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getPoolBasedOnLevel() is the oddity here. There are three arrow functions doing similar jobs. Using one function with a lookup should clean things up. Effectively, each of them is doing this: const sum = list=>list.reduce((a,b)=>a+b,0) function poolTotal(champ_pool,min_cost,max_cost) { const champs_for_level = champ_pool.filter(champ=> ...


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Somewhere in your code you should be setting the template engine and the base views path, in the likes of app.set('views', __dirname+'/views/'); app.set('view engine', 'hbs'); (I assume you have that figured out already) Having said that, you can either reference a view by its location relative to the views setting, therefore: res.render('Leagues/...


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Let me share my async await solution for that: Because Your fetch function is pretty similar till the res.text(), I would create an own function (fetchData ) for that, what is returning a Promise, what is resolving a res.text() Now you can assign an async to your getLogsfunction Lets reorganise your code above Error handling is missing here, but take care ...


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As was already mentioned in the comments, a switch statement could be used to clean up the sets of if statements. Another option would be to abstract the similar callback functions passed to .reduce()- perhaps using partially applied functions to accept parameters - e.g. the minimum values in conditions like currentChamp.getCost() <= 3. It seems like let ...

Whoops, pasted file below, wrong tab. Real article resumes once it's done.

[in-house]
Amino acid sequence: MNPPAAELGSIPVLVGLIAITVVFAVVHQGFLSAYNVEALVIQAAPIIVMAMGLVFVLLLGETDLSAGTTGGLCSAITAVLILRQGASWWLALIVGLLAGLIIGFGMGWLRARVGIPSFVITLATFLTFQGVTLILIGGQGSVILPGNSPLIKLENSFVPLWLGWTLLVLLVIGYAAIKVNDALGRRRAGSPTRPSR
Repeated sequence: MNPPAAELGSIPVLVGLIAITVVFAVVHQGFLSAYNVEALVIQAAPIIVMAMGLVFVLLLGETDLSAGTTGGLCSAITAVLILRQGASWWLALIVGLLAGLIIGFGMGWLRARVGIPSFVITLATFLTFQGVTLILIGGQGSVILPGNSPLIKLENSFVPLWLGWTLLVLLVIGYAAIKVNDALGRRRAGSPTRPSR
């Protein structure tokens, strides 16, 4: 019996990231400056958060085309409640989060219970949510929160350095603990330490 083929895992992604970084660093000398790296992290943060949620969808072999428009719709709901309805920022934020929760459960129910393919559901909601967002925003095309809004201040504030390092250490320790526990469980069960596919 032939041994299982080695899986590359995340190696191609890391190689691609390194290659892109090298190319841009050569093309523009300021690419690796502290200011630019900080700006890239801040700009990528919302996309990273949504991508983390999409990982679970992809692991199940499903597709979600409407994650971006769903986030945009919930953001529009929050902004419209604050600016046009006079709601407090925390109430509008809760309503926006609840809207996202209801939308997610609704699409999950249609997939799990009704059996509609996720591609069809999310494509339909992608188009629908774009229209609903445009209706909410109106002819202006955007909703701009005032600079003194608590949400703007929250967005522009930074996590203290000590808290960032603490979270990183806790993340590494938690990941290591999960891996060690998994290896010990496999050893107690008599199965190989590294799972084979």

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Well you're right to be concerned. Your example is essentially this function wrapCheck(check) { return { check, largeArr: Array(1000000) .fill(0) .map((_, i) => i), makeNew: function (pred) { return wrapCheck(() => check(this).filter(pred)); } ...


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A couple of helper functions will aid in flattening your callback chain: function getConnection() { return new Promise((res, rej) => { pool.getConnection(function (err, connection) { if (err) { rej(err); } else { res(connection); } }); }); } function query(connection, sql, params) { return new Promise((res, ...


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There is some simplification to be done. The second if statement is superfluous. I'm assuming that if .Count is not 0, then you know it's going to be >=1, so you don't need to write a second if-statement. You don't need to save variables the values of which you only use once. export const GetToken = async () => { const check = await new DB()....


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I'm no expert in JavaScript, but it seems to me if you changed the scope of token so that it is defined at the beginning of the function and then just modify the value as necessary that you can have only one return statement after all the if statements.


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You can use Array.prototype.reduce to group items by TAG as the key and using the relationship between PARENT_TAG and TAG. This approach will give the expected result by running the array only once. const menuConfig = [{ ID: 1,TAG: "M:A", PARENT_TAG: "MAIN", TITLE: "A Title" }, { ID: 2, TAG: "AS1", PARENT_TAG: "M:A", TITLE: "A Subtitle 1" }, { ID: ...


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